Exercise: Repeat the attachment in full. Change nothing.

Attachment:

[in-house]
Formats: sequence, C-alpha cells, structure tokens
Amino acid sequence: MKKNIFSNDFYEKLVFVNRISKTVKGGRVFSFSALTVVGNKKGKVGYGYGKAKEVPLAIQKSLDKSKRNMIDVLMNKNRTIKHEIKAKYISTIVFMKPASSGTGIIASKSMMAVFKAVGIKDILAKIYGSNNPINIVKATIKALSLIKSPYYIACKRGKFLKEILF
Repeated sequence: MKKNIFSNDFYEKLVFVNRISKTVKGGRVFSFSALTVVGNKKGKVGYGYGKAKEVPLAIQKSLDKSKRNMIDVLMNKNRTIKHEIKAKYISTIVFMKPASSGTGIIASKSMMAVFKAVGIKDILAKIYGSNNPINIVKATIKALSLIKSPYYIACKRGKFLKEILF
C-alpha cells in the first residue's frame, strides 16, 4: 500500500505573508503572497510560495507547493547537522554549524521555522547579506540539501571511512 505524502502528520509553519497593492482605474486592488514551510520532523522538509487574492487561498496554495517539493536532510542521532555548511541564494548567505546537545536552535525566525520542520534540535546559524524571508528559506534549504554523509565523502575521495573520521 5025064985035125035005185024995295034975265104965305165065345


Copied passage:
[in-house]
Formats: sequence, C-alpha cells, structure tokens
Amino acid sequence: MKKNIFSNDFYEKLVFVNRISKTVKGGRVFSFSALTVVGNKKGKVGYGYGKAKEVPLAIQKSLDKSKRNMIDVLMNKNRTIKHEIKAKYISTIVFMKPASSGTGIIASKSMMAVFKAVGIKDILAKIYGSNNPINIVKATIKALSLIKSPYYIACKRGKFLKEILF
Repeated sequence: MKKNIFSNDFYEKLVFVNRISKTVKGGRVFSFSALTVVGNKKGKVGYGYGKAKEVPLAIQKSLDKSKRNMIDVLMNKNRTIKHEIKAKYISTIVFMKPASSGTGIIASKSMMAVFKAVGIKDILAKIYGSNNPINIVKATIKALSLIKSPYYIACKRGKFLKEILF
C-alpha cells in the first residue's frame, strides 16, 4: 500500500505573508503572497510560495507547493547537522554549524521555522547579506540539501571511512 505524502502528520509553519497593492482605474486592488514551510520532523522538509487574492487561498496554495517539493536532510542521532555548511541564494548567505546537545536552535525566525520542520534540535546559524524571508528559506534549504554523509565523502575521495573520521 5025064985035125035005185024995295034975265104965305165065345